There’s no question that social media marketing is, and will continue to be, important for practices. If we hold this to be true, we should also acknowledge there to be some myths around social media that could contribute to being harmful to your practice.
Ready to bust some myths?
Here are 8 of the most widely believed myths you may want to avoid if you want to grow your practice with social media.
#1: You Need a Presence on Every Social Media Site
The idea that you need a presence on every social media site is one of the most harmful myths for healthcare business owners. It takes time, effort, and money to maintain an active presence on ANY social media site and nobody has time for all of them.
A better idea is to have an active and meaningful presence on the sites that offer you the best opportunity to connect with your target audience and engage your patients. Nothing else matters!
It’s my opinion most practices should be on Facebook. B2B companies should have a presence on LinkedIn. If you’re selling an aspirational service, then it makes sense to be on Instagram or Pinterest.
Does this mean you should never try something new?
Of course not!
Set up a profile and give it a try. But if the site you choose isn’t giving you the results you want, cut it loose and add the time you would have been allocating to those efforts and apply them to platforms that deliver the results you’re after!
#2: Fans and Followers are Worthless if They Don’t Become Paying Patients
You should use social media to attract new patients. That’s obvious and it makes sense. But I hear a lot of healthcare business owners who think that followers who aren’t paying patients aren’t worth having – and that’s simply not true.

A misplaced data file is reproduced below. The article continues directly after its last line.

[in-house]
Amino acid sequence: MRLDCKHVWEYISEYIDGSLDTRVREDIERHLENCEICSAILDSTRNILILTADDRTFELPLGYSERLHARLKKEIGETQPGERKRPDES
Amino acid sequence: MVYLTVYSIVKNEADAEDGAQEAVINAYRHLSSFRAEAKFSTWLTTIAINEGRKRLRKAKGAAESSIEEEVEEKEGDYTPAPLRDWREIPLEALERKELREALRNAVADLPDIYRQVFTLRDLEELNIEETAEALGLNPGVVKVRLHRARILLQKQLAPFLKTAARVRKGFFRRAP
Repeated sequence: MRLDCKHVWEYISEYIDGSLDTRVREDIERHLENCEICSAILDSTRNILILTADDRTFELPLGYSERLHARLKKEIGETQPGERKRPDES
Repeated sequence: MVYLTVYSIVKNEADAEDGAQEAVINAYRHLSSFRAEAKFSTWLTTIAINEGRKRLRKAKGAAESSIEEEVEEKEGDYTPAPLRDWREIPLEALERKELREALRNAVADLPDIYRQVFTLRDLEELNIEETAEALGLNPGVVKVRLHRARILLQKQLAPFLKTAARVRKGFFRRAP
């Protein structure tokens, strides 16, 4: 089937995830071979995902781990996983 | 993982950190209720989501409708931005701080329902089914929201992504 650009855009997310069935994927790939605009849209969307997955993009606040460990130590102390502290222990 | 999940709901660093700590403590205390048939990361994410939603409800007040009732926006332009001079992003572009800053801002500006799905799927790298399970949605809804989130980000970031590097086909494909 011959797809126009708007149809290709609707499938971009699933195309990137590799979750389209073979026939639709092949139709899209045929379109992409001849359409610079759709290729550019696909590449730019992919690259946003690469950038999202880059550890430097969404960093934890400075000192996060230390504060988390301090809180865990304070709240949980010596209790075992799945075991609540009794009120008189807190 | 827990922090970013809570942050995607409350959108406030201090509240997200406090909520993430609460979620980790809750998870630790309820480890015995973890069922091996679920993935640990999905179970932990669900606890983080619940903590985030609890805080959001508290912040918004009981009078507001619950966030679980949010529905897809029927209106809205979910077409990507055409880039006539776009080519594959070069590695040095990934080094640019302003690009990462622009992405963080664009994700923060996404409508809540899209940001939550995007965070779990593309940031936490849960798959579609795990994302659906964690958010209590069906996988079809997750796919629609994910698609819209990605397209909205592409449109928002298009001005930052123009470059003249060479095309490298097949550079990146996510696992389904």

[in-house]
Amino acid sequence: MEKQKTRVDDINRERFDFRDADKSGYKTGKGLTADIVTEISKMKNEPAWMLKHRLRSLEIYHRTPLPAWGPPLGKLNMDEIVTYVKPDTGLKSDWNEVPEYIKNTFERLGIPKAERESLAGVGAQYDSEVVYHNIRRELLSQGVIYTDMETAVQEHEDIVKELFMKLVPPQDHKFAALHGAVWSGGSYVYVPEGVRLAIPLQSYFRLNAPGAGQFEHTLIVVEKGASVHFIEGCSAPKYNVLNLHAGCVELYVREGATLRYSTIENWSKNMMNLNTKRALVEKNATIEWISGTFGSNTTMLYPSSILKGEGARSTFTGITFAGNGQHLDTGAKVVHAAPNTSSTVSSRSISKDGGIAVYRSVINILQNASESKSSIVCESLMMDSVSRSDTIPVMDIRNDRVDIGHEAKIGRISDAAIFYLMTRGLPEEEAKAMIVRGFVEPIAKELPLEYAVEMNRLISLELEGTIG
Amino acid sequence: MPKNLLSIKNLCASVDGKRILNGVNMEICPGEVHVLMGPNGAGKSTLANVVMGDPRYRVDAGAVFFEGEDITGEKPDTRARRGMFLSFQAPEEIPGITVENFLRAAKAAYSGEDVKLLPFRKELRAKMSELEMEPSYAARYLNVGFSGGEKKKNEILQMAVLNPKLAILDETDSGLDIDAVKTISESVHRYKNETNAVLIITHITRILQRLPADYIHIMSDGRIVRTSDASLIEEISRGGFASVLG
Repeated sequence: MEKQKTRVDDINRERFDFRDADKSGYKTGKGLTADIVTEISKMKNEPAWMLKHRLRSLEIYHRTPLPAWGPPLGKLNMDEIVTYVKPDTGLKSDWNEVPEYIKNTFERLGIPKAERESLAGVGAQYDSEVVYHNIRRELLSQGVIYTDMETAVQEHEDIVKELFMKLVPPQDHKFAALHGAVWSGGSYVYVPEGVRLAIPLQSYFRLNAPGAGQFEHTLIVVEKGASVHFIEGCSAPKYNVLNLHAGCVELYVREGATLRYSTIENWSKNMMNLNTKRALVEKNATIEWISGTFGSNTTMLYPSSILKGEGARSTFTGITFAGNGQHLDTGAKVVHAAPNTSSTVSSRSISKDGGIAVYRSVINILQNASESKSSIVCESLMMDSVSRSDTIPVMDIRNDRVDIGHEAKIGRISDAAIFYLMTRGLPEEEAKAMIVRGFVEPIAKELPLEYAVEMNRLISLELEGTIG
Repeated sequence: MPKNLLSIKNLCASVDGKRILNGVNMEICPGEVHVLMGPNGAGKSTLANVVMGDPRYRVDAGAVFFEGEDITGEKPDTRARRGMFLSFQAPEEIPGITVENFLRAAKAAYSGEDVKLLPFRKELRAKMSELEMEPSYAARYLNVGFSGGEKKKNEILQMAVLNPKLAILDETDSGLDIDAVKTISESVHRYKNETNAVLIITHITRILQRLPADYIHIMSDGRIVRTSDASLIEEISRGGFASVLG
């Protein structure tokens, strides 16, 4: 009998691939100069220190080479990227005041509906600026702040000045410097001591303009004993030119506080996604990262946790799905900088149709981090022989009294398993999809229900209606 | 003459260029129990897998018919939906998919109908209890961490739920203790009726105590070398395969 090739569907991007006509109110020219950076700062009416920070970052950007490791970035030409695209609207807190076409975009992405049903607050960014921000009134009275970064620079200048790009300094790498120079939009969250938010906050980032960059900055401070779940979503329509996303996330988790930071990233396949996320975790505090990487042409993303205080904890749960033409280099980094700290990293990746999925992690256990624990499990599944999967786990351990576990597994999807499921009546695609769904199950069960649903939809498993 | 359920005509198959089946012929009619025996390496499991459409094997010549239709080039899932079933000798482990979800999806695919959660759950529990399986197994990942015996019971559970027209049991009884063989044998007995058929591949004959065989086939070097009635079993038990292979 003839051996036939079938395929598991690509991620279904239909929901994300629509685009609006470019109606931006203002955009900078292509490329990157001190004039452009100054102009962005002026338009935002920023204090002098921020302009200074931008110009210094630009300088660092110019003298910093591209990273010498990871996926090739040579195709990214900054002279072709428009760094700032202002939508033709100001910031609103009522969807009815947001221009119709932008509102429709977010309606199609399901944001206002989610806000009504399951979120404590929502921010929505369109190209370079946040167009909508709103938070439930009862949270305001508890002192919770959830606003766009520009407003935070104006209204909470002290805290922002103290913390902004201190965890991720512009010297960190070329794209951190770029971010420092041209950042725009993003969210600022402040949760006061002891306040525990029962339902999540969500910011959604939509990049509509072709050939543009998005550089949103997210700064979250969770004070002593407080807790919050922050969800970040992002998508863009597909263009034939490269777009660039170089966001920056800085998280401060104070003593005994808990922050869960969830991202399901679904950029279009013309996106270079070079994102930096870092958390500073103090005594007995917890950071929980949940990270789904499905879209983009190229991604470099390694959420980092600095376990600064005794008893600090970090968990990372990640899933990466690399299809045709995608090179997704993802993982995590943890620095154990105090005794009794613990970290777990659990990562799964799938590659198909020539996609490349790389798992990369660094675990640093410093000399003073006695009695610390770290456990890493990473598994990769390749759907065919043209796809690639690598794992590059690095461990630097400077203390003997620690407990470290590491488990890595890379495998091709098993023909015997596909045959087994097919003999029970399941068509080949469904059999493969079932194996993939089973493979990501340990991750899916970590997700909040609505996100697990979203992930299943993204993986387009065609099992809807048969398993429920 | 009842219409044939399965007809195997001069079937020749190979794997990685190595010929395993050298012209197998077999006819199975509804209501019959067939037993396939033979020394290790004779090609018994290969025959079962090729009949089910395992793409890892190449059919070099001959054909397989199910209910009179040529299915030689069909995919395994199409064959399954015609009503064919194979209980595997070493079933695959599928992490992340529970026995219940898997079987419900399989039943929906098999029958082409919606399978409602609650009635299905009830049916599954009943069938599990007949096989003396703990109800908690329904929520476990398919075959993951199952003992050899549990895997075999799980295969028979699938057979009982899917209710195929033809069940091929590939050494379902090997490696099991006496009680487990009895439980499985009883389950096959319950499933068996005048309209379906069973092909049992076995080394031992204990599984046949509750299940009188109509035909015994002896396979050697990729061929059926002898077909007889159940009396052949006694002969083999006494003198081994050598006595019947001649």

Your fans and followers don’t need to buy from you to be useful. Having a large following can raise your profile and help new patients find you. If you’ve got fans or followers who have a lot of clout, you’ll get some of it by association.
Most importantly, a follower who doesn’t buy your services could still refer their friends and followers to your practice. You should run ads designed to attract paying patients but don’t ignore the benefits of followers who aren’t your patients. They’re still helpful.
Lastly, a fan or follower who doesn’t buy from you today or this month, might convert to a transactional patient tomorrow, next month or sometime in the future!
#3: It’s Useful to Have Your Friends and Family “Like” Your Posts
It’s a common misconception among healthcare business owners that asking friends and family to “Like” your posts will help you get more engagement. The bad news? Social media algorithms are more sophisticated than that and you need a wide range of people to engage with your posts.
Does this mean you should tell the people who care about you not to like your posts? Of course not! What it means is that you should always be asking your fans and followers to engage with your posts – and giving them a reason to do so. Ask a question, encourage them to share your posts, and most of all, share content that’s useful and entertaining to them so they’ll want to engage with you.
You never know, sometimes family and friends can be great referrals for you should they have contacts that need what you offer!
#4: You Shouldn’t Schedule Posts on the Weekend
It’s a common trend for practices not to share new social media content on the weekend. While it’s true that some of your followers might not spend as much time on social media on the weekends as they do during the week, you shouldn’t assume that weekend content is unnecessary.